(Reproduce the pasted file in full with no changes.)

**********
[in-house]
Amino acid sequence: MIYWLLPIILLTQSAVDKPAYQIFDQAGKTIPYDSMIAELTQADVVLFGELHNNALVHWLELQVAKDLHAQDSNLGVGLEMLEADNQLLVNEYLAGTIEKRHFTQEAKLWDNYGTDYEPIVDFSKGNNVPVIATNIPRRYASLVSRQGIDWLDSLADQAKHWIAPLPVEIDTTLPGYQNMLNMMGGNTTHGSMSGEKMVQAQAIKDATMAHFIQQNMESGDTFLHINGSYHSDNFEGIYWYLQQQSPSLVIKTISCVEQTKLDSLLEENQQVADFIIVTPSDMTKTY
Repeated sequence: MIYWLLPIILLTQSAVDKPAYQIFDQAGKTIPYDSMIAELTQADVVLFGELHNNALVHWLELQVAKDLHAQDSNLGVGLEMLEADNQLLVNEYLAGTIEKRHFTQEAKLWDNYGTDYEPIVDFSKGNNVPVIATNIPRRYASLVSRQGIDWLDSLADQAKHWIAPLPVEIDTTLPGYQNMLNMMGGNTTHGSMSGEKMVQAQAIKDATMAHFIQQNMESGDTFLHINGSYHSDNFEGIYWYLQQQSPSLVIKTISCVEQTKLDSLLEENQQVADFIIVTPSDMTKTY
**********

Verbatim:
[in-house]
Amino acid sequence: MIYWLLPIILLTQSAVDKPAYQIFDQAGKTIPYDSMIAELTQADVVLFGELHNNALVHWLELQVAKDLHAQDSNLGVGLEMLEADNQLLVNEYLAGTIEKRHFTQEAKLWDNYGTDYEPIVDFSKGNNVPVIATNIPRRYASLVSRQGIDWLDSLADQAKHWIAPLPVEIDTTLPGYQNMLNMMGGNTTHGSMSGEKMVQAQAIKDATMAHFIQQNMESGDTFLHINGSYHSDNFEGIYWYLQQQSPSLVIKTISCVEQTKLDSLLEENQQVADFIIVTPSDMTKTY
Repeated sequence: MIYWLLPIILLTQSAVDKPAYQIFDQAGKTIPYDSMIAELTQADVVLFGELHNNALVHWLELQVAKDLHAQDSNLGVGLEMLEADNQLLVNEYLAGTIEKRHFTQEAKLWDNYGTDYEPIVDFSKGNNVPVIATNIPRRYASLVSRQGIDWLDSLADQAKHWIAPLPVEIDTTLPGYQNMLNMMGGNTTHGSMSGEKMVQAQAIKDATMAHFIQQNMESGDTFLHINGSYHSDNFEGIYWYLQQQSPSLVIKTISCVEQTKLDSLLEENQQVADFIIVTPSDMTKTY